United States District Court, S.D. California
June 30, 2015
JOSEPH A. LEE, CDCR #AU-9231, Plaintiff,
SAN DIEGO COUNTY JAIL, Defendants.
ORDER: (1) GRANTING PLAINTIFF'S MOTION TO PROCEED IN FORMA PAUPERIS (ECF Doc. No. 7) AND (2) SUA SPONTE DISMISSING COMPLAINT FOR FAILING TO STATE A CLAIM PURSUANT TO 28 U.S.C. §§ 1915(e)(2) AND 1915A(b)
LARRY ALAN BURNS, District Judge.
Joseph A. Lee ("Plaintiff"), a state inmate currently housed at the California Rehabilitation Center located in Norco, California, and proceeding pro se, initially filed a civil rights complaint ("Compl.") pursuant to 42 U.S.C. § 1983 (Doc. No. 1) in the Eastern District of California. On June 2, 2015, United States Magistrate Judge Kendall Newman determined that the actions giving rise to Plaintiff's claims arose in San Diego County and transferred the matter to the Southern District of California. (Doc. No. 4)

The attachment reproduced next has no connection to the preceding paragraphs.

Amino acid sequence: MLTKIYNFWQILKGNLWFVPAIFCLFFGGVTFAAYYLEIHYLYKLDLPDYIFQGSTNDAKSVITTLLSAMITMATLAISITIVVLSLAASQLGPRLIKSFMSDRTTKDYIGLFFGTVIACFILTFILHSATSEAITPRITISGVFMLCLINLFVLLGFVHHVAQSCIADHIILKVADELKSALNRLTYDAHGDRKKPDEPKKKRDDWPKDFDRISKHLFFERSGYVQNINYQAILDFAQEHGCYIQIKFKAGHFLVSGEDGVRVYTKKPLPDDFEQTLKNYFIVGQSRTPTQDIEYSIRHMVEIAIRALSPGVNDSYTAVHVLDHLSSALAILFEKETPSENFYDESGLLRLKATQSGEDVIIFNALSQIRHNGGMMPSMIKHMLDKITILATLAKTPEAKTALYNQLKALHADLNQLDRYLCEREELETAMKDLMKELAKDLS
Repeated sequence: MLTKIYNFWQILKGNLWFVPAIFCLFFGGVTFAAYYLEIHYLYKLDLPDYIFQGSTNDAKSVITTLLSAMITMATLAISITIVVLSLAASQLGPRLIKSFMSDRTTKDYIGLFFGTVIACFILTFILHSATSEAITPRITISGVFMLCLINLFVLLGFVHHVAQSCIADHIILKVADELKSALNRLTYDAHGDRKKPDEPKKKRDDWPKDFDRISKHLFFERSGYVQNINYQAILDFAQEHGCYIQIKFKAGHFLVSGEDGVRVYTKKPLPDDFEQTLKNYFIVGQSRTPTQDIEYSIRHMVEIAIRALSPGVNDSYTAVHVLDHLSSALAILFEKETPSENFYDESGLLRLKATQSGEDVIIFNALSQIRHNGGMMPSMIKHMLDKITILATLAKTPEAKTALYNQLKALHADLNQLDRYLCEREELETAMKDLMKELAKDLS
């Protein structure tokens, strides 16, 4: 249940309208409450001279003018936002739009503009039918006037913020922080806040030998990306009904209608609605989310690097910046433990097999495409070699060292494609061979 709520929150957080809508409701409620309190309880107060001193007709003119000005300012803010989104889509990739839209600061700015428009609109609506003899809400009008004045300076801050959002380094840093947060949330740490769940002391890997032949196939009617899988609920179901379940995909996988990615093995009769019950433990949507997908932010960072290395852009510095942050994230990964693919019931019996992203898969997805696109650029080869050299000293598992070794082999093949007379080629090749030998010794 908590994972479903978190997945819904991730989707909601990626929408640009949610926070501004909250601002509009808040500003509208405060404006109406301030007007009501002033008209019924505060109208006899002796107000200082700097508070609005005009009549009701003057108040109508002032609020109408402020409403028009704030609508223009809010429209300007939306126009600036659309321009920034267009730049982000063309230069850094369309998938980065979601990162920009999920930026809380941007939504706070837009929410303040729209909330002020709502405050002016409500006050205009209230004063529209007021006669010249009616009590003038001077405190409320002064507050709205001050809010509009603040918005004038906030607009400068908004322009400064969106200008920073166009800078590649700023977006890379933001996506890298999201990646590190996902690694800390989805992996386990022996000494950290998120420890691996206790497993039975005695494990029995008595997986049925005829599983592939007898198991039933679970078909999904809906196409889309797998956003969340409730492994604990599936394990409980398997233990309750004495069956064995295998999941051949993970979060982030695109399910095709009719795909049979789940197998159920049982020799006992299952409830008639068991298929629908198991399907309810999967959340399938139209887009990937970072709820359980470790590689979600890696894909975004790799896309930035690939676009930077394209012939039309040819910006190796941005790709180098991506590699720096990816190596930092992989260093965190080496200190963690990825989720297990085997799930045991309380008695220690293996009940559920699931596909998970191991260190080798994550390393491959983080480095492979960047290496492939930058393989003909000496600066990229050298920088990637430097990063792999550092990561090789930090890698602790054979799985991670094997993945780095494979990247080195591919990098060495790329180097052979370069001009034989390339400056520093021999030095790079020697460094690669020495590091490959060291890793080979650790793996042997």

Plaintiff did not prepay the civil filing fee required by 28 U.S.C. § 1914(a) when he filed his Complaint; instead, he has filed a Motion to Proceed In Forma Pauperis ("IFP") pursuant to 28 U.S.C. § 1915(a) (Doc. No. 7).
PLAINTIFF'S MOTION TO PROCEED IFP
All parties instituting any civil action, suit or proceeding in a district court of the United States, except an application for writ of habeas corpus, must pay a filing fee of $400. See 28 U.S.C. § 1914(a). An action may proceed despite a plaintiff's failure to prepay the entire fee only if he is granted leave to proceed IFP pursuant to 28 U.S.C. § 1915(a). See Rodriguez v. Cook, 169 F.3d 1176, 1177 (9th Cir. 1999). However, a prisoner granted leave to proceed IFP remains obligated to pay the entire fee in installments, regardless of whether his action is ultimately dismissed. See 28 U.S.C. § 1915(b)(1) & (2); Taylor v. Delatoore, 281 F.3d 844, 847 (9th Cir. 2002).